Another potential parallel involves Abraham Lincoln's suspension of habeas corpus during the Civil War:
John Merryman, a state legislator from Maryland, is arrested for attempting to hinder Union troops from moving from Baltimore to Washington during the Civil War and is held at Fort McHenry by Union military officials. His attorney immediately sought a writ of habeas corpus so that a federal court could examine the charges. However, President Abraham Lincoln decided to suspend the right of habeas corpus, and the general in command of Fort McHenry refused to turn Merryman over to the authorities.
Federal judge Roger Taney, the chief justice of the Supreme Court (and also the author of the infamous Dred Scott decision), issued a ruling that President Lincoln did not have the authority to suspend habeas corpus. Lincoln didn’t respond, appeal, or order the release of Merryman. But during a July 4 speech, Lincoln was defiant, insisting that he needed to suspend the rules in order to put down the rebellion in the South.
Five years later, a new Supreme Court essentially backed Justice Taney’s ruling: In an unrelated case, the court held that only Congress could suspend habeas corpus and that civilians were not subject to military courts, even in times of war.
If Trump were to ever go down this road, Franklin said, the ultimate arbiter would be the other branch of government. He said Trump could be held in contempt of court, and it would then be up to the House of Representatives.
"[Contempt of court], in my opinion, is a 'high crime or misdemeanor' in the meaning of the Constitution, and he would be subject to impeachment,” Franklin said. “Whether or not the House of Representatives would see it that way is another question. It is at that point their call.”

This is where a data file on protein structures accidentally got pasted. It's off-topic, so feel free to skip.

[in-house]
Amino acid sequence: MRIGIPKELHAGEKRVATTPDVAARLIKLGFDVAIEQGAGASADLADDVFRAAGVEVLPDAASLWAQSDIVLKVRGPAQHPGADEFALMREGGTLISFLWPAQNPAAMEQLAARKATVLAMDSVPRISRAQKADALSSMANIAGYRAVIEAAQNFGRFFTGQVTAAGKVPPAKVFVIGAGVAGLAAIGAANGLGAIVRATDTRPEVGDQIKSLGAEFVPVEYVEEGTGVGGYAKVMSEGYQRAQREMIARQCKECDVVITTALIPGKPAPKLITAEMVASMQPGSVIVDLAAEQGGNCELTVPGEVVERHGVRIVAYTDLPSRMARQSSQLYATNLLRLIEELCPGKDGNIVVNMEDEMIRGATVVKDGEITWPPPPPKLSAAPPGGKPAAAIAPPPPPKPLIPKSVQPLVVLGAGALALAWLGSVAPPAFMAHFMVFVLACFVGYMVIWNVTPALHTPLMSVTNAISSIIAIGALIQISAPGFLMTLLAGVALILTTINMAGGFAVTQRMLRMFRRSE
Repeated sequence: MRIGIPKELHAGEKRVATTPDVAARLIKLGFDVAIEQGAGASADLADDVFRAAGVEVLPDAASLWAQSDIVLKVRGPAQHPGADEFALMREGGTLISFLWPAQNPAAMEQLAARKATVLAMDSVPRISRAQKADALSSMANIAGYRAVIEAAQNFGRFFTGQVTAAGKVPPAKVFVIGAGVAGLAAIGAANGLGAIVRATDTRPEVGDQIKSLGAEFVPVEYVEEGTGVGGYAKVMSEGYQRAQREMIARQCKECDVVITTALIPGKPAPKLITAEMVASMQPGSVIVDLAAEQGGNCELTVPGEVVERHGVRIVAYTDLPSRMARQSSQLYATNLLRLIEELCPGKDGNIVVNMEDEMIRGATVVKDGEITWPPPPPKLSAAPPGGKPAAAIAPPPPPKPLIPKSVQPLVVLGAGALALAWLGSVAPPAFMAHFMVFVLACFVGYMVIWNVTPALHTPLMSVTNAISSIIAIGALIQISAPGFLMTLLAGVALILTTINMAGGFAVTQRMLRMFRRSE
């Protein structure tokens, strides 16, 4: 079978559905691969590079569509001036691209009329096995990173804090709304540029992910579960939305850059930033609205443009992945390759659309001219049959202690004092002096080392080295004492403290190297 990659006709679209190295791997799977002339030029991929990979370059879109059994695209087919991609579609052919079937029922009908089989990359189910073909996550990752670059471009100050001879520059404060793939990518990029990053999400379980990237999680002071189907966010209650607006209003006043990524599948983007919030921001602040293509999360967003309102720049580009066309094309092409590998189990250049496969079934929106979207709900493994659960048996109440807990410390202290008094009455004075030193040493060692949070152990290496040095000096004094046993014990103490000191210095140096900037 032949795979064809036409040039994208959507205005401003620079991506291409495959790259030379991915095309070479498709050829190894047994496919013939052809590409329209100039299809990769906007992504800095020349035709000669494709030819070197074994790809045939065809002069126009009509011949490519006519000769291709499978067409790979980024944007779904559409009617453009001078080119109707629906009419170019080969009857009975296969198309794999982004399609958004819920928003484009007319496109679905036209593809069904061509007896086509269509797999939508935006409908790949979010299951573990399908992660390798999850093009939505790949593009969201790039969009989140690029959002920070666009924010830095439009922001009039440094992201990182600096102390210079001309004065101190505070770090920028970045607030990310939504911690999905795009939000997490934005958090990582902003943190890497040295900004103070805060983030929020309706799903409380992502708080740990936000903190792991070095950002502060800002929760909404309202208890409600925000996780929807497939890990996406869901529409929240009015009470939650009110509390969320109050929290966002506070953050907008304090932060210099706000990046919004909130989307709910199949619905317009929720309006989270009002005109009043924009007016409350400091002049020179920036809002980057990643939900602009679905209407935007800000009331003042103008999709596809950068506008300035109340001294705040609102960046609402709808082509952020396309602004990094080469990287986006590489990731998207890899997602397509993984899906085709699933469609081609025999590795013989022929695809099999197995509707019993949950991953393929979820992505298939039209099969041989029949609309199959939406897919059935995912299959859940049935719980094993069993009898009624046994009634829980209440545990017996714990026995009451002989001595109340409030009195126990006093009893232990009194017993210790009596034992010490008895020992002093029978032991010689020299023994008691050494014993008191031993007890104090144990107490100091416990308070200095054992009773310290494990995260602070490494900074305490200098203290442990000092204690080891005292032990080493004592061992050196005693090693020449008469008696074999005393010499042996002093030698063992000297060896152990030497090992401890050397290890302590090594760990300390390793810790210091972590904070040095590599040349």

Before we got to that point, though, we'd likely see wrangling between the judge and not Trump but the government officials working beneath him, said Joel Nichols, a law professor at the University of St. Thomas.
“The key to whether court orders are going to be obeyed isn’t about what President Trump does, but about how the judges respond to noncompliance and whether other non-Trump players decide to obey their orders,” Nichols said.
A judge would have to issue a “show cause” order if officials didn't seem to be obeying the order. If they still didn't obey, they could be held in contempt, and federal marshals could be dispatched to force them to do so or face jail time — which could also constitute a crisis.
“I think that some federal judges would be willing to issue a contempt order against [Trump], but I’m not sure they should or would, and they don’t need to,” Nichols said. “They only need to issue specific orders about laws and regulations, and then hold other government officials in contempt for not following the court order.”
Which gets to the other big question with Trump, should he opt to question the legal authority of a judge who runs afoul of him: whether the government agencies who would need to go along with Trump's decision would actually do so. Trump's defense and homeland security secretaries, for example, are military generals who are accustomed to a chain of command. Would they ignore a court order in favor of their boss, Trump?
It's all very hypothetical, but Trump's rhetoric — not just about the judge's decision, but the judge's actual authority — and his apparent desire to press his case for his own authority suggest it's not out of the question.
This post has been updated.